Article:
July 28, 2008

Daily roundup

Week of Justice

Dvd_mockup If you happen to be in the greater Washington D.C. area, I will be speaking tonight at the theater located beneath Ebenezer's Coffee House (201 F Street, NE, Washington, DC 20002) after a screening of the documentary As We Forgive. The film is being shown as part of the National Community Church's third annual Week of Justice. This week's topics range from Sweat Shop Labor to Urban Poverty to AIDS to Sex-Trafficking, and how Christians can respond.

Friday night, I also had the privilege of fielding questions after a screening of As We Forgive at The Falls Church. I always learn interesting things from people in the audience who are thinking of their own ways to apply the lessons of forgiveness and reconciliation. One woman approached me afterward and we talked at length about how the lessons Rwandans are learning on how to live again with each other may be much needed in the years to come between North and South Korea. I was blessed by her insights.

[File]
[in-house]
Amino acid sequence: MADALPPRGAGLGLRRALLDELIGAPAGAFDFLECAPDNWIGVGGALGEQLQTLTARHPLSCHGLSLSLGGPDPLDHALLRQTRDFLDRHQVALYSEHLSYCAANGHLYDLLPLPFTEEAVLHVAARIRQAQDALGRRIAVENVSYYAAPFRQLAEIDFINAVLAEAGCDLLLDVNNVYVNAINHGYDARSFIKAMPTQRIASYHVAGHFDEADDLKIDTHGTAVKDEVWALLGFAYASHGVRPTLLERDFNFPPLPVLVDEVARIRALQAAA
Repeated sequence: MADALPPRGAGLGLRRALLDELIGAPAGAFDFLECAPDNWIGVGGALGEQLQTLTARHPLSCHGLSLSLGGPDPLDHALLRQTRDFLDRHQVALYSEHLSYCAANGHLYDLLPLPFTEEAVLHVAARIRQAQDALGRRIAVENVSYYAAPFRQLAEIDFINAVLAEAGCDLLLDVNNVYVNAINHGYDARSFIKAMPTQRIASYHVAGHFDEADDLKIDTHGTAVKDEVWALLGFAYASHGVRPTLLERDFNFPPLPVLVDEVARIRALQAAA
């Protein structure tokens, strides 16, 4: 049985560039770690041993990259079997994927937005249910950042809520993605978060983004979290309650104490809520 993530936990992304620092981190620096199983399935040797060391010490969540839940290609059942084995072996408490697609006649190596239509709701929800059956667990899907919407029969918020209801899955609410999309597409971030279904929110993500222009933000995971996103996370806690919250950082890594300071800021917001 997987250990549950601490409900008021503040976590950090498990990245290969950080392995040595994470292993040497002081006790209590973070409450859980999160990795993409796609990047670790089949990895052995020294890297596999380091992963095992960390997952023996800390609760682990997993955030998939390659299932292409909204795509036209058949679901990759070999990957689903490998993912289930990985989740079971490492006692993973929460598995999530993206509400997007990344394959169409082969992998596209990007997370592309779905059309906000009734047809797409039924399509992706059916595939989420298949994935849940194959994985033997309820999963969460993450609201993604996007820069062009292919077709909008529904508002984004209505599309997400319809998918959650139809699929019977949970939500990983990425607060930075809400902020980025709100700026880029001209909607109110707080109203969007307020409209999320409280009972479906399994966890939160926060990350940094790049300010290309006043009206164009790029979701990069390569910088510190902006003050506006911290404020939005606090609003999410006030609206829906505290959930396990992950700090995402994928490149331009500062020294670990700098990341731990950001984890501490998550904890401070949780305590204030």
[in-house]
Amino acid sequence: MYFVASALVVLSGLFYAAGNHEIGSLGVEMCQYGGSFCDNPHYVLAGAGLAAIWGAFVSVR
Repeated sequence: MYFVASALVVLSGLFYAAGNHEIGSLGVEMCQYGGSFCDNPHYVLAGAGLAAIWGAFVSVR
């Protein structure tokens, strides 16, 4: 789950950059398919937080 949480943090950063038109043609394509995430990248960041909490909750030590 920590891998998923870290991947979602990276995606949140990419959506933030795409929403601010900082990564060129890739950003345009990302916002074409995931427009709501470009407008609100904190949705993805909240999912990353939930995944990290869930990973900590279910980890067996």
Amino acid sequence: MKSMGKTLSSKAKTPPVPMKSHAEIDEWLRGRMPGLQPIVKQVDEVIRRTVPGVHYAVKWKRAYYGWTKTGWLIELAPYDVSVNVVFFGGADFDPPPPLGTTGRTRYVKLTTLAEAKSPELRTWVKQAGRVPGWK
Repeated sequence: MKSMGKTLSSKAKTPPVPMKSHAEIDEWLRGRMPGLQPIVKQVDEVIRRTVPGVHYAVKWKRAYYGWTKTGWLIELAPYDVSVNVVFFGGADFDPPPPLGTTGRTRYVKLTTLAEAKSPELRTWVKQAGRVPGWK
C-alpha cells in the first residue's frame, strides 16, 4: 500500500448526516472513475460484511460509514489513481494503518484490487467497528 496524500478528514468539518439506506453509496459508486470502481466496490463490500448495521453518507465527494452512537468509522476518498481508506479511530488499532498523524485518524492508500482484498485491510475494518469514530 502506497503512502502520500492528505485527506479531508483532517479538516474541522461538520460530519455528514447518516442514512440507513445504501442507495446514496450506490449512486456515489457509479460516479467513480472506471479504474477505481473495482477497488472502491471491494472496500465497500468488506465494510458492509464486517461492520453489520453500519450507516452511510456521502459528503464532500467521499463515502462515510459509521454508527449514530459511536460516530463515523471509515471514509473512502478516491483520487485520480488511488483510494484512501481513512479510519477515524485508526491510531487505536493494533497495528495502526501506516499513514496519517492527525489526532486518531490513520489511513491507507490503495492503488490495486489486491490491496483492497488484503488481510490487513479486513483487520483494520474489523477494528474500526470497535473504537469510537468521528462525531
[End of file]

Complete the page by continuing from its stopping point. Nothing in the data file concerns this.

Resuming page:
I was thinking about posing a question tonight to the audience after they've watched the film. It's a question I've thought about a lot over the past year in writing this book and ties in to NCC's topics. The question is: What is the end goal of justice?

How would you answer it?

By the way, if you never saw the trailer for the film, here it is:

I'd love to see you tonight! If you don't live nearby, check the As We Forgive film website for screenings in your local area or to see how you can set one up.

Prayers for Victims

Please remember to pray today for the families of those killed at the terrible shooting at the Tennessee Valley Unitarian Universalist Church on Sunday. Pray also for the many children who were performing in a play that day and had to witness such horrible violence.

History of Boots and Bears

Tr_bear Amidst the conundrums of our current presidential campaign, Project President is a book by columnist Ben Shapiro which should tickle your funny bone. Boots and bears, it seems, are the real things that can make or break a candidacy.